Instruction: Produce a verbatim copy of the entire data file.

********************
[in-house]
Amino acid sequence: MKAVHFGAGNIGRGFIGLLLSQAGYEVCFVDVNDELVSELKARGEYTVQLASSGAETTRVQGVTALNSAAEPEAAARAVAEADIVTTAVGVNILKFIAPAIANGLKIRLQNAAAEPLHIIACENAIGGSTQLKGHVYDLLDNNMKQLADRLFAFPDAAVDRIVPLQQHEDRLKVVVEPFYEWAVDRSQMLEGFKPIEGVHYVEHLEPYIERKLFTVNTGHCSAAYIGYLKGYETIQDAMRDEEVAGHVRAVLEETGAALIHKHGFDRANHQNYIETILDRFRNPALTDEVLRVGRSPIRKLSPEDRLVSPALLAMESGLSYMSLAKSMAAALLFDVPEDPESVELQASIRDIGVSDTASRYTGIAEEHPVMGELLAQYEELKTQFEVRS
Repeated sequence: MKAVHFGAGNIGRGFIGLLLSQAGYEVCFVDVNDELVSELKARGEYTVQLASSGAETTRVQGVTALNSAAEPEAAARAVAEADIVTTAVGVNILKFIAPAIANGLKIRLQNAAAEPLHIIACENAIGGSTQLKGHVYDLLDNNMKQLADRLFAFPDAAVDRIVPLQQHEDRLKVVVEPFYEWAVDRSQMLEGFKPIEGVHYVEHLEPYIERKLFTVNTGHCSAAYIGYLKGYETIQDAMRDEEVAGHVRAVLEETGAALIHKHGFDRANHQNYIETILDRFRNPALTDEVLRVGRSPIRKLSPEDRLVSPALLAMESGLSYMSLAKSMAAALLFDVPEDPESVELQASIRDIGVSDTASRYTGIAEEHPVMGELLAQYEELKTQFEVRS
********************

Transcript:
[in-house]
Amino acid sequence: MKAVHFGAGNIGRGFIGLLLSQAGYEVCFVDVNDELVSELKARGEYTVQLASSGAETTRVQGVTALNSAAEPEAAARAVAEADIVTTAVGVNILKFIAPAIANGLKIRLQNAAAEPLHIIACENAIGGSTQLKGHVYDLLDNNMKQLADRLFAFPDAAVDRIVPLQQHEDRLKVVVEPFYEWAVDRSQMLEGFKPIEGVHYVEHLEPYIERKLFTVNTGHCSAAYIGYLKGYETIQDAMRDEEVAGHVRAVLEETGAALIHKHGFDRANHQNYIETILDRFRNPALTDEVLRVGRSPIRKLSPEDRLVSPALLAMESGLSYMSLAKSMAAALLFDVPEDPESVELQASIRDIGVSDTASRYTGIAEEHPVMGELLAQYEELKTQFEVRS
Repeated sequence: MKAVHFGAGNIGRGFIGLLLSQAGYEVCFVDVNDELVSELKARGEYTVQLASSGAETTRVQGVTALNSAAEPEAAARAVAEADIVTTAVGVNILKFIAPAIANGLKIRLQNAAAEPLHIIACENAIGGSTQLKGHVYDLLDNNMKQLADRLFAFPDAAVDRIVPLQQHEDRLKVVVEPFYEWAVDRSQMLEGFKPIEGVHYVEHLEPYIERKLFTVNTGHCSAAYIGYLKGYETIQDAMRDEEVAGHVRAVLEETGAALIHKHGFDRANHQNYIETILDRFRNPALTDEVLRVGRSPIRKLSPEDRLVSPALLAMESGLSYMSLAKSMAAALLFDVPEDPESVELQASIRDIGVSDTASRYTGIAEEHPVMGELLAQYEELKTQFEVRS